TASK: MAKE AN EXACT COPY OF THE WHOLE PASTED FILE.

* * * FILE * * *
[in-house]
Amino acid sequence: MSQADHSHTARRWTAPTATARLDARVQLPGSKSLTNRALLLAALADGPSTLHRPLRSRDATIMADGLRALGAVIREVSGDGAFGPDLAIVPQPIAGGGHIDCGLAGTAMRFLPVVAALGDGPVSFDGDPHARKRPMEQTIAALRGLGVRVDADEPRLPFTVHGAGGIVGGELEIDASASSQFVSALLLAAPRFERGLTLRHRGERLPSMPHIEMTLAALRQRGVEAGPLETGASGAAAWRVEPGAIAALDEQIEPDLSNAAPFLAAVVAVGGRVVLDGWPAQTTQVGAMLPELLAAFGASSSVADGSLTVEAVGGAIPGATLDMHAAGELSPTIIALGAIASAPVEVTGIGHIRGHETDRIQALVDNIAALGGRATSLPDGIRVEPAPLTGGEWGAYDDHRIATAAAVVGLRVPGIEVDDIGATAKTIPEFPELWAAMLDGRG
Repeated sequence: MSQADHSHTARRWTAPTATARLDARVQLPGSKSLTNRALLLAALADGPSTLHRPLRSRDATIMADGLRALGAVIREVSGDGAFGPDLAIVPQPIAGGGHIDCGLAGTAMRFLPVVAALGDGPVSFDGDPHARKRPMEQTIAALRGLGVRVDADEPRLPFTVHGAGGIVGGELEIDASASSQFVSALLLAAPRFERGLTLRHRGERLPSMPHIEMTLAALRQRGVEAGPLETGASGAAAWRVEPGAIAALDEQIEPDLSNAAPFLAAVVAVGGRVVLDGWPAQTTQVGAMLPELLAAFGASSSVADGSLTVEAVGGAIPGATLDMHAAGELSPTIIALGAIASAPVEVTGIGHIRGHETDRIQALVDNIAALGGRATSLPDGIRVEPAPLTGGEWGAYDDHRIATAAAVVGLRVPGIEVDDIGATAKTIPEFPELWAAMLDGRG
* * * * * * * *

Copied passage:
[in-house]
Amino acid sequence: MSQADHSHTARRWTAPTATARLDARVQLPGSKSLTNRALLLAALADGPSTLHRPLRSRDATIMADGLRALGAVIREVSGDGAFGPDLAIVPQPIAGGGHIDCGLAGTAMRFLPVVAALGDGPVSFDGDPHARKRPMEQTIAALRGLGVRVDADEPRLPFTVHGAGGIVGGELEIDASASSQFVSALLLAAPRFERGLTLRHRGERLPSMPHIEMTLAALRQRGVEAGPLETGASGAAAWRVEPGAIAALDEQIEPDLSNAAPFLAAVVAVGGRVVLDGWPAQTTQVGAMLPELLAAFGASSSVADGSLTVEAVGGAIPGATLDMHAAGELSPTIIALGAIASAPVEVTGIGHIRGHETDRIQALVDNIAALGGRATSLPDGIRVEPAPLTGGEWGAYDDHRIATAAAVVGLRVPGIEVDDIGATAKTIPEFPELWAAMLDGRG
Repeated sequence: MSQADHSHTARRWTAPTATARLDARVQLPGSKSLTNRALLLAALADGPSTLHRPLRSRDATIMADGLRALGAVIREVSGDGAFGPDLAIVPQPIAGGGHIDCGLAGTAMRFLPVVAALGDGPVSFDGDPHARKRPMEQTIAALRGLGVRVDADEPRLPFTVHGAGGIVGGELEIDASASSQFVSALLLAAPRFERGLTLRHRGERLPSMPHIEMTLAALRQRGVEAGPLETGASGAAAWRVEPGAIAALDEQIEPDLSNAAPFLAAVVAVGGRVVLDGWPAQTTQVGAMLPELLAAFGASSSVADGSLTVEAVGGAIPGATLDMHAAGELSPTIIALGAIASAPVEVTGIGHIRGHETDRIQALVDNIAALGGRATSLPDGIRVEPAPLTGGEWGAYDDHRIATAAAVVGLRVPGIEVDDIGATAKTIPEFPELWAAMLDGRG